How much power do I need?

How much power do I need?

Whatever event you are putting on, a party, a wedding, a market, or even a festival you will likely have some requirement for electricity.  Working out how much you need is fundamental, ringing up or emailing a power provider and saying “I’m putting on a party and I’ve got a band and some food for the guests, can you supply a generator?” generally leads to a sinking feeling amongst us electricians!

What we need to know is how much power is needed, how many sockets, what type of sockets and where it is needed.  Without this information we have two choices, guessing with the risk of everything turning off or supplying far more than is needed increasing costs.

At home we take it for granted that we can plug an appliance in and there will be enough electricity to run it.  There are several reasons for this – firstly we have an amazing national grid to supply our electricity, dating back to the 1920s and secondly there was some very clever design work just after the Second World War (to reduce copper usage) that created the ‘ring’ circuit and our domestic fused plugs.

The temporary supply, generator or socket on the end of a building, hasn’t got these advantages, their use is restricted.  It is therefore vital to know how much power will be used.

Sorry that the preamble was so long but now we get to the important bit.  A standard domestic 13A (square pin) plug will be able to connect appliances up to about 3000 watts but will very often be used for items that use a lot less.  A kettle normally uses 1800 to 2200 watts whilst a mobile phone charger uses about 2 watts so we don’t worry about chargers unless there are a thousand of them.  To calculate the size of the supply you need to add up all of the large items, heaters, cooking appliances etc always using the power, ‘watts’ rating (many appliances are marked in amps and they will need to be converted to watts – see table 2 below).  Anything that heats things tend to be large whilst fridges, freezers and domestic electronics tend to be quite small, table 1 lists power ratings for some common items.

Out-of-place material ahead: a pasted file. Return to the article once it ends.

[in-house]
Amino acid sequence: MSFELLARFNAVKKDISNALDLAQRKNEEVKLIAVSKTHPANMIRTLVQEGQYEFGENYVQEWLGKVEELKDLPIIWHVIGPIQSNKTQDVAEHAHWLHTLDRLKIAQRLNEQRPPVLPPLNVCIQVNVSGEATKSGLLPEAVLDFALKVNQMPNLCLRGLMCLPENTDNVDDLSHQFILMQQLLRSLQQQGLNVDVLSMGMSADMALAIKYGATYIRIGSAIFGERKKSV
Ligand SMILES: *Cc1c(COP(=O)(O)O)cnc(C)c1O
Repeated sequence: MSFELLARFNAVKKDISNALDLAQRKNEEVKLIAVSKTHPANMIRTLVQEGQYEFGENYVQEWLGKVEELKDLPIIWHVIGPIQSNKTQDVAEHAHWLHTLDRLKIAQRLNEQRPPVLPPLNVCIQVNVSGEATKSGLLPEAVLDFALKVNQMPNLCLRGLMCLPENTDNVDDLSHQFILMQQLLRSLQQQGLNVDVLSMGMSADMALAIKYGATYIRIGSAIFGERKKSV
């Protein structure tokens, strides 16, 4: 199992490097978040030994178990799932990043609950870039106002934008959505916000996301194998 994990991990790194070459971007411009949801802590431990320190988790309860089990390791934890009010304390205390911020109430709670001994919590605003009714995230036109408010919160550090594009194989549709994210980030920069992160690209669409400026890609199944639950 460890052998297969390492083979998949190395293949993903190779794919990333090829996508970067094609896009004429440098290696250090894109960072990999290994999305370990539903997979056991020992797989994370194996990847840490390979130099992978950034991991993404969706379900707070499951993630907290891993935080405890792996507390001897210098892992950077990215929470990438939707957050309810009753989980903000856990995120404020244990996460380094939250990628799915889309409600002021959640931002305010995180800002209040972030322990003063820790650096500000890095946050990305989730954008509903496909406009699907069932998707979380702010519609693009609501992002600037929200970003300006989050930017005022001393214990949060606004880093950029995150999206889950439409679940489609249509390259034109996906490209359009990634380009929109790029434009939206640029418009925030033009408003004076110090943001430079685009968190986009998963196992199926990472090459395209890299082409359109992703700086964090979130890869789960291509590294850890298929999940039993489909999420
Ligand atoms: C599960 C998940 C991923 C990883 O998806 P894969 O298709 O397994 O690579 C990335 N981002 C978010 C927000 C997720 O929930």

Table 1 – If you cannot find the wattage marked on the appliance use the high end of these numbers.

Kettle

1800 – 2200W

Tea urn

Assume 3000W

Fan oven

3000W

Soup urn

1000 – 2000W

Fridge

25 – 150W

Freezer

100 – 200W

Fridge trailer

Assume 3000W

Laptop, phone charger, card reader

2 – 100W

Television (32”)

150W

Small function band

2000 – 3000W

 

Table 2 – To calculate watts from amps multiply the number of amps by the voltage (230V) or use the table below.

1A

230W

2A

460W

4A

920W

10A

2300W

13A

2990W

Add up all of the wattages to get the total power required, this is the number to give to us, we can then do a calculation to work out how big a generator is required.  List the items since some are more complicated than others for instance the kettle will only be on for a few minutes and the band would generally use the maximum power for a few seconds at a time.

We will also want to know how many sockets are needed and where.  A good idea is to make a sketch of the layout, this helps with working out distances and locations.  If you can tell us what kind of socket is needed at each location, indoor or outdoor, 13 amp domestic or CEE-form/commando/caravan type it makes our specification more accurate and could save you money.

We always do our best to help you work out what is needed but the more information you can give us the better!